what is fabric art?
Printing is a process of decorating textile fabrics by application of pigments, dyes, or other related materials in the form of patterns Textile printing has become highly sophisticated and has involved the skills of many artists and designers.
The four main methods of textile printing are block, roller, screen, and heat transfer printing. In each of these methods, the application of the colour, usually as a thickened paste, is followed by fixation, usually by steaming or heating, and then removal of excess colour by washing.
Printing styles are classified as direct, discharge, or resist. In direct printing, coloured pastes are printed directly on the cloth.
For discharge printing, the cloth is first dyed with a background colour, which is destroyed by reagents, or reducing agents, carried in a print paste. This action may leave the discharged design white on a coloured background, although print pastes may also contain colouring matters not destroyed by the discharging agent, producing a coloured design.
In the resist process, the cloth is first printed with a substance called a resist, protecting these printed areas from accepting colour. When the cloth is dyed or pigment padded only those parts not printed with the resist are dyed. A special application of this technique, is the printing of the fabric with a resist, followed by treatment with caustic soda.
Wooden blocks, carved with a design standing out in relief, are made from solid pieces of wood or by bonding closely grained woods with cheaper ones. When designs include large areas, these are recessed and the space filled with hard wool felt.
To facilitate registration of successive prints, or lays, each block has several pitch pins arranged to coincide with well-defined points in the pattern. Cloth is printed on a table covered with several thicknesses of fabric or blanket, the whole covered with a thick sheet of tightly stretched synthetic rubber.
Colour is applied evenly to the block, and the pattern is stamped on the fabric to be printed, using the handle of a small heavy hammer to aid penetration of the paste.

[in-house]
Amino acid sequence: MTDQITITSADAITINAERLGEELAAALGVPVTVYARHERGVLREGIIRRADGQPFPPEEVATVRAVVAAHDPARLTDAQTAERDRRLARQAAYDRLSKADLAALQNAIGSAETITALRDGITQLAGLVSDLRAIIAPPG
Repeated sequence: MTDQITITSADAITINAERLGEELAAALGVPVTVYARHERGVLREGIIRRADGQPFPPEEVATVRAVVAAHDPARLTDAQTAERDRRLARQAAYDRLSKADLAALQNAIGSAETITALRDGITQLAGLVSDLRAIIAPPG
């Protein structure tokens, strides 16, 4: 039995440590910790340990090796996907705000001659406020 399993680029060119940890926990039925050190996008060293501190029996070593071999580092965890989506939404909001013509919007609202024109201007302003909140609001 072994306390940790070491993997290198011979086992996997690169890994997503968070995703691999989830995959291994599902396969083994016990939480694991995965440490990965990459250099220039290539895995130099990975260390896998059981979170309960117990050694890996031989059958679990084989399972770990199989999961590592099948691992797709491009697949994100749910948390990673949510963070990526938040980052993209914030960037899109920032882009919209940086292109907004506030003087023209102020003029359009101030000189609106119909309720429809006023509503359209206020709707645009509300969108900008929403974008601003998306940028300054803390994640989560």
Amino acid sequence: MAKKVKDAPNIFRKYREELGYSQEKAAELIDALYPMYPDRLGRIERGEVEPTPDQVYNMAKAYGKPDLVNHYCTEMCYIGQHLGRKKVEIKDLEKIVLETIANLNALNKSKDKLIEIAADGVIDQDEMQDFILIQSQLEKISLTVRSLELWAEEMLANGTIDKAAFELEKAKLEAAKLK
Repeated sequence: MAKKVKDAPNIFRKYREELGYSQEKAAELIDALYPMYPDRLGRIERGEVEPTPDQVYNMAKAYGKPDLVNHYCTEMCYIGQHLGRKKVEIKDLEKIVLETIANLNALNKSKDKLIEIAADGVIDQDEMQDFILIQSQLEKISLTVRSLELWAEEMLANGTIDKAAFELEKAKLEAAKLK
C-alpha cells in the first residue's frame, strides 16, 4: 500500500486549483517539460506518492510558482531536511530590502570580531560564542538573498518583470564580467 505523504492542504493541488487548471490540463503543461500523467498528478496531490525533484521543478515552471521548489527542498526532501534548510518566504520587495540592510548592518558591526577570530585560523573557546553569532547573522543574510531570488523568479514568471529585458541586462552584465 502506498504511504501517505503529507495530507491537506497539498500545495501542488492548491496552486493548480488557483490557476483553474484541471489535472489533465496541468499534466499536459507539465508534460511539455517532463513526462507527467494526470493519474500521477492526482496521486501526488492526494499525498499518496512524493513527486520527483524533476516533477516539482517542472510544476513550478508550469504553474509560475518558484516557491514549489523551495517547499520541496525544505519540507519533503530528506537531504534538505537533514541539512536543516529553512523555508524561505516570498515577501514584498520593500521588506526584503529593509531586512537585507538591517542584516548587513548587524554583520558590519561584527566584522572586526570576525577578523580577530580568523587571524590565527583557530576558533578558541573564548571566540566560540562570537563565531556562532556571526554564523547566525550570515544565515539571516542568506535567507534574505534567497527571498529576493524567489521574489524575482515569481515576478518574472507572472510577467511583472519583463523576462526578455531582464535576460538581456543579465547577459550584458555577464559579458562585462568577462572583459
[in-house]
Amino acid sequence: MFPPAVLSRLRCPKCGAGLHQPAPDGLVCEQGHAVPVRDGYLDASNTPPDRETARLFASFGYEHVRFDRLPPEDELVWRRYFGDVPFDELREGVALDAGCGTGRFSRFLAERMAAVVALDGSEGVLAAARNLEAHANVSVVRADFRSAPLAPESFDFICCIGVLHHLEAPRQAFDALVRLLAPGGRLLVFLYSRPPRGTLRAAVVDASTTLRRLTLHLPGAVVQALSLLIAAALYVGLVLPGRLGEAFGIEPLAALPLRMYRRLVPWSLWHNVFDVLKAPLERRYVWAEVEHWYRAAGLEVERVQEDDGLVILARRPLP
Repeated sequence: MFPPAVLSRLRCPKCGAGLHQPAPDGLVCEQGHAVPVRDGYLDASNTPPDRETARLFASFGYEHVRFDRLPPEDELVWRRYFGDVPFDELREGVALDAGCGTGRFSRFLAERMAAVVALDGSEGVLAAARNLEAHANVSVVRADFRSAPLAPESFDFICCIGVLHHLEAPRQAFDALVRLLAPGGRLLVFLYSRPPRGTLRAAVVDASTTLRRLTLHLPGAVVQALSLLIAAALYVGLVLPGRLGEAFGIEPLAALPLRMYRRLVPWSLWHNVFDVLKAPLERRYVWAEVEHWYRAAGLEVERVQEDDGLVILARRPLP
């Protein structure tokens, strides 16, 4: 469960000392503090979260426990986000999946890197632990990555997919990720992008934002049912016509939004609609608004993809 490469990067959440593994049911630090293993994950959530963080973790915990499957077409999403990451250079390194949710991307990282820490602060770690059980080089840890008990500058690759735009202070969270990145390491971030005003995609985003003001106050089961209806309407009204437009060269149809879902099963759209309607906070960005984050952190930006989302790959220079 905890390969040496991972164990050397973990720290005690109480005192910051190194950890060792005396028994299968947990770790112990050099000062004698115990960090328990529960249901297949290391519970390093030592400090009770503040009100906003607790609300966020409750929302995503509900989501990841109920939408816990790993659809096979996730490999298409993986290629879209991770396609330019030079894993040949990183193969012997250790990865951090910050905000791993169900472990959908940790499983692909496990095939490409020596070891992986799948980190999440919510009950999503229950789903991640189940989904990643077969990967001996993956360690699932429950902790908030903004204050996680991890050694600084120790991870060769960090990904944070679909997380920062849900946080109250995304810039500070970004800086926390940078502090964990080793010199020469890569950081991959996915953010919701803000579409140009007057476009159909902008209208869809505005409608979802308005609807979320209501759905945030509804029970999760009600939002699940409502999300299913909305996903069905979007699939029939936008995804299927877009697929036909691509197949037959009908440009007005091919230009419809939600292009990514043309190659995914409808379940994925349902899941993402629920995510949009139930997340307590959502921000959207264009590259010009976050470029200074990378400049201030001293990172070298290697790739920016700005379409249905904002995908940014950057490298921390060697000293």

More colour is then applied to the block and the process is repeated using the pitch pin to obtain true registration. After the fabric has been entirely printed with one colour, other colours are applied in the same way until the design is complete. Although block printing is becoming too labourious and costly for commercial use, some of the most beautiful prints have been made in this way.
Screen printing may be a hand operation or an automatic machine process. The cloth is first laid on a printing table, gummed in position or pinned to a back grey, and then the design is applied through a screen made of silk or nylon gauze stretched over a wooden or metal frame, on which the design for one colour has been reproduced. This is usually a photographic process, although hand painting with a suitably resistant blocking paint is an alternative. A screen is placed over the fabric on the table against registration stops, ensuring accurate pattern fitting. Print paste is poured on to the screen edge nearest the operator and is spread with a sponge over the surface of the screen so that colour is pushed through the open parts. The screen is moved until one colour has been applied to the cloth. For application of other colours, the process is repeated with different screens.
With the growing importance of screen printing, the hand operation has been largely replaced by mechanical methods. In some machines, the screens are flat, as in hand printing; others employ rotary screens.
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